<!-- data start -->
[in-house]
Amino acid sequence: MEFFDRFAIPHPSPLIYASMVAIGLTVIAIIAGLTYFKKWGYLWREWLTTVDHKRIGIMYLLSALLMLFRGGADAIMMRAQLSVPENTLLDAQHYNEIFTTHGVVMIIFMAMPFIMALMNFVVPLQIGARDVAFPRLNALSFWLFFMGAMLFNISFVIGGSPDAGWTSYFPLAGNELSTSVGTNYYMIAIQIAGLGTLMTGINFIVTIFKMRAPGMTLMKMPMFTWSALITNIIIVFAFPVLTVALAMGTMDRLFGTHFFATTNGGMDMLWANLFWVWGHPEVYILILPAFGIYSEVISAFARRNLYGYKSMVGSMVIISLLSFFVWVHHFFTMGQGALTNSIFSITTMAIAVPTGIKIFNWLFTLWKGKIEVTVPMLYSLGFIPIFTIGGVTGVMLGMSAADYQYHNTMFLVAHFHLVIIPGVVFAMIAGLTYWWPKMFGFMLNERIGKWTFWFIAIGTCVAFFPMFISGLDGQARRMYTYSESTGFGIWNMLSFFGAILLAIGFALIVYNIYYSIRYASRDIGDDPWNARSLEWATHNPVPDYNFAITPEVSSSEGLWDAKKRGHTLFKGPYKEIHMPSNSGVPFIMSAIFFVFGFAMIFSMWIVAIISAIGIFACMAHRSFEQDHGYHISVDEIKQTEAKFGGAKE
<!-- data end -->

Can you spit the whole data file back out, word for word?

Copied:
[in-house]
Amino acid sequence: MEFFDRFAIPHPSPLIYASMVAIGLTVIAIIAGLTYFKKWGYLWREWLTTVDHKRIGIMYLLSALLMLFRGGADAIMMRAQLSVPENTLLDAQHYNEIFTTHGVVMIIFMAMPFIMALMNFVVPLQIGARDVAFPRLNALSFWLFFMGAMLFNISFVIGGSPDAGWTSYFPLAGNELSTSVGTNYYMIAIQIAGLGTLMTGINFIVTIFKMRAPGMTLMKMPMFTWSALITNIIIVFAFPVLTVALAMGTMDRLFGTHFFATTNGGMDMLWANLFWVWGHPEVYILILPAFGIYSEVISAFARRNLYGYKSMVGSMVIISLLSFFVWVHHFFTMGQGALTNSIFSITTMAIAVPTGIKIFNWLFTLWKGKIEVTVPMLYSLGFIPIFTIGGVTGVMLGMSAADYQYHNTMFLVAHFHLVIIPGVVFAMIAGLTYWWPKMFGFMLNERIGKWTFWFIAIGTCVAFFPMFISGLDGQARRMYTYSESTGFGIWNMLSFFGAILLAIGFALIVYNIYYSIRYASRDIGDDPWNARSLEWATHNPVPDYNFAITPEVSSSEGLWDAKKRGHTLFKGPYKEIHMPSNSGVPFIMSAIFFVFGFAMIFSMWIVAIISAIGIFACMAHRSFEQDHGYHISVDEIKQTEAKFGGAKE